Richmond’s revenge

Because Lincoln was there, all of his biographers describe it. Here’s how Stephen Oates’s account starts:

At last Richmond came into view, with columns of smoke billowing up against the sky. When Lincoln stepped onto the docks, followed by a dozen sailors armed with navy carbines, black workers recognized the tall, gaunt man with the stovepipe hat. “Glory!” cried a black woman. “Glory glory!”1

The fall of Richmond is still tough for many to swallow down here. Last month, Corey Stewart won the Republican nomination to unseat Senator Kaine in part by defending the Confederate monuments built in defiance after the fall along Richmond’s Monument Avenue. And my aunt corrected me years ago when I told her of my plans to live in Northern Virginia: I was to say “Upper Virginia.” After Richmond, north was no longer on the Old Dominion’s compass.

We wish to indulge this regional pride, of course, without considering its source: an historicist (i.e., lacking a moral compass) account of the Constitution that gives legal sanction to white supremacy. This attack on the Founders’ natural-law principles didn’t stop with Richmond’s fall; on the contrary, as conservative political theorist Harry Jaffa points out, “if ever there was a nation annihilated politically on the battlefield that nonetheless imposed the yoke of its thought upon its conquerers, it was the Confederacy.”2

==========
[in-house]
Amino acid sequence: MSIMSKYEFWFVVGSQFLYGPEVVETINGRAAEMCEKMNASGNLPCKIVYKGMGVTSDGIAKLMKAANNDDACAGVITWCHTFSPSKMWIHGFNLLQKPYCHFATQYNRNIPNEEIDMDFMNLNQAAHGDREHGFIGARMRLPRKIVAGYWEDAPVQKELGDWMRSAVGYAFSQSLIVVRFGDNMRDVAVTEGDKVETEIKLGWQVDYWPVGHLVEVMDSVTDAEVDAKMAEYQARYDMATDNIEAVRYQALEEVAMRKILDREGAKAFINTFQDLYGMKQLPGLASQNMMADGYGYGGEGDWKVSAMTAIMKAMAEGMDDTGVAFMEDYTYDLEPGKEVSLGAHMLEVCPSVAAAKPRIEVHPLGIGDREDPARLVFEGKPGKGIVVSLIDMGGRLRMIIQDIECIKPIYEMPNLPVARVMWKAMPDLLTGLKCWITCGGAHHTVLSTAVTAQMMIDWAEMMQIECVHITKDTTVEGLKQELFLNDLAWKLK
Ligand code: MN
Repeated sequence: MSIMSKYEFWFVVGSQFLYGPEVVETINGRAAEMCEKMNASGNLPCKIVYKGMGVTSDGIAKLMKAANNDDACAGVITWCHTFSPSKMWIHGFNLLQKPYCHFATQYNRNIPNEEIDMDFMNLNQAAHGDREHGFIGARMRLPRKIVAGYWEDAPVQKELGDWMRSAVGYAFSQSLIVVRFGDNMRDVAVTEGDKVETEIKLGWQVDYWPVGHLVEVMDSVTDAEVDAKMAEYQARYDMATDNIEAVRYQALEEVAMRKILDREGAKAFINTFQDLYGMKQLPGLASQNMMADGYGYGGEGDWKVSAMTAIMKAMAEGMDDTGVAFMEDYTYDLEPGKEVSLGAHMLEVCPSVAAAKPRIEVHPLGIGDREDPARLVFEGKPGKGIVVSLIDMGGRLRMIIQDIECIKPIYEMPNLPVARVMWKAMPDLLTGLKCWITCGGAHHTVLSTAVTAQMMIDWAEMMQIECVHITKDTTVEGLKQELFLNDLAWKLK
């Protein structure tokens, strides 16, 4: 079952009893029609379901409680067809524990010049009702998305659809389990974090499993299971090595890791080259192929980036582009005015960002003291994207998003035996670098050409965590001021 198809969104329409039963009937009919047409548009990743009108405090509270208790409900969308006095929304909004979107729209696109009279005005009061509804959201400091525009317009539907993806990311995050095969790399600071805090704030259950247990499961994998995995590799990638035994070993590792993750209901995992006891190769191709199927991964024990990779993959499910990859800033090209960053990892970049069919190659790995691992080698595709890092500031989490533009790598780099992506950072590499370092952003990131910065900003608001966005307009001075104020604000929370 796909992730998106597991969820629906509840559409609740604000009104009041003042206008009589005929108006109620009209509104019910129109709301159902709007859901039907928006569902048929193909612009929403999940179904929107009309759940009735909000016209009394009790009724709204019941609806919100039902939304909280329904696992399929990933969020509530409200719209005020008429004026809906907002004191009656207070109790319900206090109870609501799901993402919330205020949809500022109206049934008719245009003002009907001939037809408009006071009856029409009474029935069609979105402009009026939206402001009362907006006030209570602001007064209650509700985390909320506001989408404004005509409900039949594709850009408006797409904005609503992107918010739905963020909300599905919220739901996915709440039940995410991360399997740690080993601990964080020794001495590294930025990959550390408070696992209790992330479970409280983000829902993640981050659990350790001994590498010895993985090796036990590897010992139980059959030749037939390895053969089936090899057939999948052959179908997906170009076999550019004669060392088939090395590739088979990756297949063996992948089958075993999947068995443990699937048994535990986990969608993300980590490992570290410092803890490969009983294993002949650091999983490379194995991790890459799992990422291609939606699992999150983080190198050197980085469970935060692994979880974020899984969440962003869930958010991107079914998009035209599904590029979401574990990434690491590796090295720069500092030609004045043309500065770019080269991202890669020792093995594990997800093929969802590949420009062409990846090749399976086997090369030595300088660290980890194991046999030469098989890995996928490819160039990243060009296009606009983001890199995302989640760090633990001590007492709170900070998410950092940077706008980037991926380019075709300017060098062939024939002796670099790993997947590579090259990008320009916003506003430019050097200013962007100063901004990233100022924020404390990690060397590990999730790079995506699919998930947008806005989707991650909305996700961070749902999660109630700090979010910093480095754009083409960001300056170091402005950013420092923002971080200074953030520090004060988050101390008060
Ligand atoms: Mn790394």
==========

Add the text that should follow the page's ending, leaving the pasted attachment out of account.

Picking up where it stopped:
It seems that the movement toward moral relativism among American conservative leadership that Jaffa warned of3 is complete, and Washington only awaits its conqueror. Those who never gave up the Lost Cause may not have the satisfaction of watching Jefferson Davis stroll the singed streets of Georgetown and Capitol Hill. But they’ll have something better this fall: the world’s greatest exponent of white fascism, Vladimir Putin, will enter our abject capital in triumph, receiving the hosannahs of his vassal and his congressional supporters.

  1. Oates, Stephen B., With Malice Toward None (1977), p. 420
  2. Jaffa, Harry V., A New Birth of Freedom (2000), p. 86.
  3. See, for instance, his 1999 book Storm Over the Constitution, which accounts for the conservatives’ internecine struggle that seems to have ended with Mr. Trump’s election.
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